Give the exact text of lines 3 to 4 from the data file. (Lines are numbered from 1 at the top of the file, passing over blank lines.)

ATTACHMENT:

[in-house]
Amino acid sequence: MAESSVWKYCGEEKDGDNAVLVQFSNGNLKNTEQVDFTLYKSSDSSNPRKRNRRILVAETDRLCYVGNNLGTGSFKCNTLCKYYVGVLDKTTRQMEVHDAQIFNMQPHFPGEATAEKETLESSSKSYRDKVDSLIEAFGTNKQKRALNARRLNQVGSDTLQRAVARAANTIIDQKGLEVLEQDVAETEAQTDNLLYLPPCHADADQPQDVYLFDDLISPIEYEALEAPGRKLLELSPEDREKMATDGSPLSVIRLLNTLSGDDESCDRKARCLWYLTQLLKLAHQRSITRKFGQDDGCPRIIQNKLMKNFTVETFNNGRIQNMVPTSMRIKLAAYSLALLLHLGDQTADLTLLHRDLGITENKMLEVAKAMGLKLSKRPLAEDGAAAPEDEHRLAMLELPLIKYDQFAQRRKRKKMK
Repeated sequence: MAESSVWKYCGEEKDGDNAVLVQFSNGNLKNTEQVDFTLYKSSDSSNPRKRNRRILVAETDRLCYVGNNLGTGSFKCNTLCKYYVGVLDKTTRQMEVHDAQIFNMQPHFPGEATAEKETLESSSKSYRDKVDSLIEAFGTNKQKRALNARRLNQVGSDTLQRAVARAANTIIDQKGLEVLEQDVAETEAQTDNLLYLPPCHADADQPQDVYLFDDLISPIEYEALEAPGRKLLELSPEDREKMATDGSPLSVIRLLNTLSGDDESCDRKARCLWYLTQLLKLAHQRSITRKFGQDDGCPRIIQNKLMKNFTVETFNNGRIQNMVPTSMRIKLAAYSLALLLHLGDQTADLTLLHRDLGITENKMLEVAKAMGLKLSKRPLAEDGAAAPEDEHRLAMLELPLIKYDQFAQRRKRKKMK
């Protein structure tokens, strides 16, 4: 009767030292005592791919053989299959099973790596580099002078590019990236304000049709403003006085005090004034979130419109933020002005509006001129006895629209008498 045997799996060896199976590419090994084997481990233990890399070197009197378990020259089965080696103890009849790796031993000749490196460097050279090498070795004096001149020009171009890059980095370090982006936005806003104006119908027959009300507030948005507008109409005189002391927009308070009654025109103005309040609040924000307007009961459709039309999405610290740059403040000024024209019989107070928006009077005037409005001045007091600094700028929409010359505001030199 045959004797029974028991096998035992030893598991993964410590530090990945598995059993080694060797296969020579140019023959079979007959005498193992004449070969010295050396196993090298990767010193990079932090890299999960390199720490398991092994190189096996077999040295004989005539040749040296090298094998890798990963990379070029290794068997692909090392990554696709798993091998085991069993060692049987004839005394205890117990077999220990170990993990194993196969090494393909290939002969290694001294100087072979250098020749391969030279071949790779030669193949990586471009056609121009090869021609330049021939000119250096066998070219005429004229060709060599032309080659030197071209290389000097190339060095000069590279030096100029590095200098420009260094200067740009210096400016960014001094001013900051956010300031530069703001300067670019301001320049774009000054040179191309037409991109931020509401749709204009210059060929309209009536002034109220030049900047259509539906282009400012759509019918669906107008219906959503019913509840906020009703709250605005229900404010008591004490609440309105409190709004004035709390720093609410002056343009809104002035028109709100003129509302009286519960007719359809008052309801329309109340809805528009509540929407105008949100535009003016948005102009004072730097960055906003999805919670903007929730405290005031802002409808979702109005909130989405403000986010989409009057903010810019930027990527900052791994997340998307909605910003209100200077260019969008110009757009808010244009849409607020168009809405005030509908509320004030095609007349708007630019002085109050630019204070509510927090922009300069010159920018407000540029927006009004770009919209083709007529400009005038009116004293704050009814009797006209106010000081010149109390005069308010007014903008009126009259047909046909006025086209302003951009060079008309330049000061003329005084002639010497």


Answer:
Repeated sequence: MAESSVWKYCGEEKDGDNAVLVQFSNGNLKNTEQVDFTLYKSSDSSNPRKRNRRILVAETDRLCYVGNNLGTGSFKCNTLCKYYVGVLDKTTRQMEVHDAQIFNMQPHFPGEATAEKETLESSSKSYRDKVDSLIEAFGTNKQKRALNARRLNQVGSDTLQRAVARAANTIIDQKGLEVLEQDVAETEAQTDNLLYLPPCHADADQPQDVYLFDDLISPIEYEALEAPGRKLLELSPEDREKMATDGSPLSVIRLLNTLSGDDESCDRKARCLWYLTQLLKLAHQRSITRKFGQDDGCPRIIQNKLMKNFTVETFNNGRIQNMVPTSMRIKLAAYSLALLLHLGDQTADLTLLHRDLGITENKMLEVAKAMGLKLSKRPLAEDGAAAPEDEHRLAMLELPLIKYDQFAQRRKRKKMK
């Protein structure tokens, strides 16, 4: 009767030292005592791919053989299959099973790596580099002078590019990236304000049709403003006085005090004034979130419109933020002005509006001129006895629209008498 045997799996060896199976590419090994084997481990233990890399070197009197378990020259089965080696103890009849790796031993000749490196460097050279090498070795004096001149020009171009890059980095370090982006936005806003104006119908027959009300507030948005507008109409005189002391927009308070009654025109103005309040609040924000307007009961459709039309999405610290740059403040000024024209019989107070928006009077005037409005001045007091600094700028929409010359505001030199 045959004797029974028991096998035992030893598991993964410590530090990945598995059993080694060797296969020579140019023959079979007959005498193992004449070969010295050396196993090298990767010193990079932090890299999960390199720490398991092994190189096996077999040295004989005539040749040296090298094998890798990963990379070029290794068997692909090392990554696709798993091998085991069993060692049987004839005394205890117990077999220990170990993990194993196969090494393909290939002969290694001294100087072979250098020749391969030279071949790779030669193949990586471009056609121009090869021609330049021939000119250096066998070219005429004229060709060599032309080659030197071209290389000097190339060095000069590279030096100029590095200098420009260094200067740009210096400016960014001094001013900051956010300031530069703001300067670019301001320049774009000054040179191309037409991109931020509401749709204009210059060929309209009536002034109220030049900047259509539906282009400012759509019918669906107008219906959503019913509840906020009703709250605005229900404010008591004490609440309105409190709004004035709390720093609410002056343009809104002035028109709100003129509302009286519960007719359809008052309801329309109340809805528009509540929407105008949100535009003016948005102009004072730097960055906003999805919670903007929730405290005031802002409808979702109005909130989405403000986010989409009057903010810019930027990527900052791994997340998307909605910003209100200077260019969008110009757009808010244009849409607020168009809405005030509908509320004030095609007349708007630019002085109050630019204070509510927090922009300069010159920018407000540029927006009004770009919209083709007529400009005038009116004293704050009814009797006209106010000081010149109390005069308010007014903008009126009259047909046909006025086209302003951009060079008309330049000061003329005084002639010497």